In Response

by: Musa M.F.Kouma-Deito Krom from: Liberia
June 21, 2012 1:35 PM
With all of the obselete weapons according to Ahmed Kamel that Syria have , can lethal in killing so many people unlike Libya ,Syria will be a hard-Iron Cake to cut by brother.It will be more damaging than Iraq-Libya demage all put together ,and perhaps without the removing of Al Saad completely thus polarizing the entire region and giving rise to extremist islamists . Therefore as Putin said , " it is better to have peaceful resolution that the use of force to provide the settlement. LetAlSaad be removed by peaceful means than by force or else you may end-up iraqizing Syria or providing Somalihood as a settlement.
By brother, this is the sour-milk of all revolutions .

Featured Videos

Your JavaScript is turned off or you have an old version of Adobe's Flash Player. Get the latest Flash player.
Treasure Hunters Seek 'Hidden Treasure' in Central Kenyai
X
Gabe Joselow
September 29, 2014 6:20 PM
Could a cave in a small village in central Kenya be the site of buried treasure? A rumor of riches, left behind by colonialists, has some residents dreaming of wealth, while others see it as a dangerous hoax. VOA's Gabe Joselow has the story.
Video

Video Treasure Hunters Seek 'Hidden Treasure' in Central Kenya

Could a cave in a small village in central Kenya be the site of buried treasure? A rumor of riches, left behind by colonialists, has some residents dreaming of wealth, while others see it as a dangerous hoax. VOA's Gabe Joselow has the story.
Video

Video Iran's Rouhani Skeptical on Syria Strikes

Iranian President Hassan Rouhani expressed skepticism Friday that U.S.-led airstrikes in Iraq and Syria could crush Islamic State militants. From New York, VOA’s Margaret Besheer reports the president was also hopeful that questions about Iran’s nuclear program could be resolved soon.
Video

Video US House Speaker: Congress Should Debate Authorization Against IS

As wave after wave of U.S. airstrikes target Islamic State militants, the speaker of the Republican-controlled House of Representatives says he would be willing to call Congress back into session to debate a formal, broad authorization for the use of military force. VOA’s Michael Bowman reports from Washington, where legislators left town 10 days ago for a seven-week recess.
Video

Video Ebola Patients Find No Treatment at Sierra Leone Holding Center

At a holding facility in Makeni, central Sierra Leone, dozens of sick people sit on the floor in an empty university building. They wait in filthy conditions. It's a 16-hour drive by ambulance to Kailahun Ebola treatment center. Adam Bailes was there and reports on what he says are some of the worst situations he has seen since the beginning of this Ebola outbreak. And he says it appears case numbers may already be far worse than authorities acknowledge.
Video

Video Identifying Bodies Found in Texas Border Region

Thousands of immigrants have died after crossing the border from Mexico into remote areas of the southwestern United States in recent years. Local officials in south Texas alone have found hundreds of unidentified bodies and buried them in mass graves in local cemeteries. Now an anthropologist and her students at Baylor University have been exhuming bodies and looking for clues to identify them. VOA’s Greg Flakus has more from Waco, Texas.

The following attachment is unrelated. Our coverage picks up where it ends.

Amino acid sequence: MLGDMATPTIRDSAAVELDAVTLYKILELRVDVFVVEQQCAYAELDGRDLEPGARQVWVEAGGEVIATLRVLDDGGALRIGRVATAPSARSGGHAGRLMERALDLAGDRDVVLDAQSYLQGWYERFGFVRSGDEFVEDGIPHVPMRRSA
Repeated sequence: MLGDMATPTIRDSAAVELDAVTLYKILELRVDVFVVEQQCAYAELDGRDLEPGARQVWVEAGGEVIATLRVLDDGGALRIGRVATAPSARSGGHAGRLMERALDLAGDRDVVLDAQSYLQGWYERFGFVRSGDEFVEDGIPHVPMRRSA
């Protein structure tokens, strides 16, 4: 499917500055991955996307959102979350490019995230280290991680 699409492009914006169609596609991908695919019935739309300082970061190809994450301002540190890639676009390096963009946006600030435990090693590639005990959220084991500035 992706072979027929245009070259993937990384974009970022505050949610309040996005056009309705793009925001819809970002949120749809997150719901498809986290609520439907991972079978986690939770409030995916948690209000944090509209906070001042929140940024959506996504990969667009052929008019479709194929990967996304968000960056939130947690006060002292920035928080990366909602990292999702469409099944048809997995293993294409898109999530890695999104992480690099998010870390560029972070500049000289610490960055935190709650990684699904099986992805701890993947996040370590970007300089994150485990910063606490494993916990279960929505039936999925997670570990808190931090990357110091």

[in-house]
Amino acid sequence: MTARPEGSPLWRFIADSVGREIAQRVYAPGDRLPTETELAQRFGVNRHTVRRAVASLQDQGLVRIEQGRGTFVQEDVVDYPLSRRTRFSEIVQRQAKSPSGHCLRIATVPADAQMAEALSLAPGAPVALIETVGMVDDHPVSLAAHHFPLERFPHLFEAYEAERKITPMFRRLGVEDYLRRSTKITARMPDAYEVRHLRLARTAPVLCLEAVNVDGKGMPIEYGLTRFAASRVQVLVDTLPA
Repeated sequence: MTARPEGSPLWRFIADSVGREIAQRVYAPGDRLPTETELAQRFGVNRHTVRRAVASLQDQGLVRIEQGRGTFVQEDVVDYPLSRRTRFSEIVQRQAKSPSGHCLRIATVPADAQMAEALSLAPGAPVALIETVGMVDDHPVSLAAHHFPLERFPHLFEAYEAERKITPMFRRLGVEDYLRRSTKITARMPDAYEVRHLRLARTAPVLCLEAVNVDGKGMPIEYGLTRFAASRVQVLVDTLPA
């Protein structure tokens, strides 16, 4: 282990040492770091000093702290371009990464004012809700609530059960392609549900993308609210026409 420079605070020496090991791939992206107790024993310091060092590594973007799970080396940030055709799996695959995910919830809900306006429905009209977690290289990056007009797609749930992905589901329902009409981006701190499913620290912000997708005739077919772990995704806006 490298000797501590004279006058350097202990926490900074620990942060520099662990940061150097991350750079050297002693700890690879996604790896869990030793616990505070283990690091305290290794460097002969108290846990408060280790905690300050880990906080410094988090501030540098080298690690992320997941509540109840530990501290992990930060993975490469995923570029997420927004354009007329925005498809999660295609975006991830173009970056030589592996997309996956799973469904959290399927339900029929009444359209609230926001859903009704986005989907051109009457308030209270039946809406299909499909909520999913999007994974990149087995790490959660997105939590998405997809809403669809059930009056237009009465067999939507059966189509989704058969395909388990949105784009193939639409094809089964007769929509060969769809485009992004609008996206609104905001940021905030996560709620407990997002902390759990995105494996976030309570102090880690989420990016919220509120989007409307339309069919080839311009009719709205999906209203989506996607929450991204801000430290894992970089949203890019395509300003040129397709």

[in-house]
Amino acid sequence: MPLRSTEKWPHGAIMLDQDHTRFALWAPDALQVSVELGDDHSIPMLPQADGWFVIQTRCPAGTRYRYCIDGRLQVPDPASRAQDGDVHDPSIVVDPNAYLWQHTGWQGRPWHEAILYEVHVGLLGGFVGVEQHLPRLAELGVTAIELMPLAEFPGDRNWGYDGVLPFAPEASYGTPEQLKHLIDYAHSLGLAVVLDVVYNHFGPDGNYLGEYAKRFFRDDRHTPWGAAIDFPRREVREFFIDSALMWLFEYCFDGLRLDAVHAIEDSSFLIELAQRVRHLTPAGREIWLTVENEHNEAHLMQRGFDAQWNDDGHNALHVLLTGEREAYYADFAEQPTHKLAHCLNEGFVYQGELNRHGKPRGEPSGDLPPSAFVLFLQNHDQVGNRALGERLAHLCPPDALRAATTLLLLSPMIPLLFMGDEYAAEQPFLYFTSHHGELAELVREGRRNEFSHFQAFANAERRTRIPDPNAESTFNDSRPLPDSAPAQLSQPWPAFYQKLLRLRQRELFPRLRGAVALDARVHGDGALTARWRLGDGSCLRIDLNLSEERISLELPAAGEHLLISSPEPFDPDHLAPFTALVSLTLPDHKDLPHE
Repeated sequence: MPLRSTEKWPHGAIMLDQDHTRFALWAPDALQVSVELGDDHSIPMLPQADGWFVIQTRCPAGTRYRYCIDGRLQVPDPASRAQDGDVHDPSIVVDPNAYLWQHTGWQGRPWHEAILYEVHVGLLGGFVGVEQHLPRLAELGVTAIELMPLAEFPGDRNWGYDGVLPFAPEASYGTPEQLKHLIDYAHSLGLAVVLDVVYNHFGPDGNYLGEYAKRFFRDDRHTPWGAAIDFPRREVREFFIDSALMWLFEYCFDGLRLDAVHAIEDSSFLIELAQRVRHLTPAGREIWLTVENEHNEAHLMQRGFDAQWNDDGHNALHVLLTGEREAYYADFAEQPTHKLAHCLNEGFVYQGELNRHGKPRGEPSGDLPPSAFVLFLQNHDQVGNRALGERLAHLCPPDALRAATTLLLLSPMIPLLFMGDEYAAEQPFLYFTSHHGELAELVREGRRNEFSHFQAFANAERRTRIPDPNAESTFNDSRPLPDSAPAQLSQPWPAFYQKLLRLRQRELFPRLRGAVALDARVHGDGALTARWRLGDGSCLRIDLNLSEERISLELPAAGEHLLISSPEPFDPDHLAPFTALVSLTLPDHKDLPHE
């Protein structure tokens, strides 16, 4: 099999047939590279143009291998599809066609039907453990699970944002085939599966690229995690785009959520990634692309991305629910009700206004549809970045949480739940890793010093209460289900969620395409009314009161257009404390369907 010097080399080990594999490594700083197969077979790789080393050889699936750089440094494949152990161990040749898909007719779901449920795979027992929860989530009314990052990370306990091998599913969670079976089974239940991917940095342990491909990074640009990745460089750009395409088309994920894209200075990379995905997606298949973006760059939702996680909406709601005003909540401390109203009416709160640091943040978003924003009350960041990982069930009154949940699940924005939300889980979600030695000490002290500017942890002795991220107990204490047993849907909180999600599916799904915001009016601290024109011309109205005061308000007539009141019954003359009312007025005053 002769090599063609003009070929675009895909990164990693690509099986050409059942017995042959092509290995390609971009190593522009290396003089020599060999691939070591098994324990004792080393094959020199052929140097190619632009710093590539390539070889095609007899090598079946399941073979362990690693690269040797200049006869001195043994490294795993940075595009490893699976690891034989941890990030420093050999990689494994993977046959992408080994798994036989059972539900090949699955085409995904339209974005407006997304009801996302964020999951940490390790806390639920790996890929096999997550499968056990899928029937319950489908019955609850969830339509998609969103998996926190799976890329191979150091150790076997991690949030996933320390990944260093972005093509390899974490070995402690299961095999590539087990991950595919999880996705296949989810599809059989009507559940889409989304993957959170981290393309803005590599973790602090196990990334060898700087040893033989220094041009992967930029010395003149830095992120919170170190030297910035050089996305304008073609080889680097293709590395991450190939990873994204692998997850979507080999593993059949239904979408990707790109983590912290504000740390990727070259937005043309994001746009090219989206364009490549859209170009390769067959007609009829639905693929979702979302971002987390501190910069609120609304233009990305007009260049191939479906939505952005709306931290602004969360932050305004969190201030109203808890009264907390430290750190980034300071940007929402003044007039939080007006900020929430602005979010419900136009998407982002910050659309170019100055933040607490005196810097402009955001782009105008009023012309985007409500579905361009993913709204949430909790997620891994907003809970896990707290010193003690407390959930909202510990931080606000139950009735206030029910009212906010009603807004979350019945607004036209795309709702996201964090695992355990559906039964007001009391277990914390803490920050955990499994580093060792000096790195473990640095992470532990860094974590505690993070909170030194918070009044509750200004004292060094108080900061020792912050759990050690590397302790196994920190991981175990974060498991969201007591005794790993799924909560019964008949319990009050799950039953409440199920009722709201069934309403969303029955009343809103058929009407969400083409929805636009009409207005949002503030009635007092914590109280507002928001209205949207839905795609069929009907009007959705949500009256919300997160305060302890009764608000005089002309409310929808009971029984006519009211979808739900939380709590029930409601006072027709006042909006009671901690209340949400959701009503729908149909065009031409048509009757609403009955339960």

Video

Video Ebola Robs Liberians of Chance to Say Good-Bye to Loved Ones

In Liberia, where Ebola has killed more than 1,500 people, authorities have worked hard to convince people to allow specialized burial teams to take away dead bodies. But these safety measures, while necessary, make it hard for people to say good bye to their loved ones. VOA's Anne Look reports on the tragedy from Liberia.
Video

Video Reconstruction? What Reconstruction? Life After War in Gaza

It’s been a month since Israel and the Palestinians agreed to a ceasefire to end 52 days of an air and tank war that left 60,000 homes in Gaza damaged or destroyed and 110,000 homeless. Sharon Behn reports that lack of reconstruction is leading to despair.
Video

Video US, Saudi Arabia and UAE Hit Islamic State's Oil Revenue

The United States, Saudi Arabia and the United Arab Emirates have bombed oil facilities operated by Islamic State militants in Syria. It was a truly collaborative effort, with the two Arab countries dropping the majority of the bombs. The 12 refineries targeted were estimated to generate as much as $2 million per day for the terrorist group. VOA Pentagon correspondent Carla Babb has the story.
Video

Video Russia's Food Sanctions Raise Price Worries, Hopes for Domestic Production

Russia retaliated against Western sanctions imposed for its actions in Ukraine by halting food imports from the West. The temporary import ban on food from Australia, the European Union, Norway and North America has Russian consumers concerned that they could face a sharp increase in food prices. But in an ironic twist, the restrictions aimed at the Kremlin have made Russia's domestic food producers hopeful this can boost their business. VOA's Daniel Schearf reports from Moscow.
Video

Video Washington to Pyongyang: 'Shut This Evil System Down'

U.S. Secretary of State John Kerry is calling on North Korea to shut down prison camps and other human rights abuses following a United Nations Commission of Inquiry into "widespread and systematic human rights violations." VOA State Department Correspondent Scott Stearns reports from the United Nations.
Colonel Steve ‘Spiros’ Pisanos left Greece and came to the U.S. to learn to fly. He flew fighters for the Allies in World War II, narrowly escaping death multiple times.Colonel Steve ‘Spiros’ Pisanos left Greece and came to the U.S. to learn to fly. He flew fighters for the Allies in World War II, narrowly escaping death multiple times.

AppleAndroid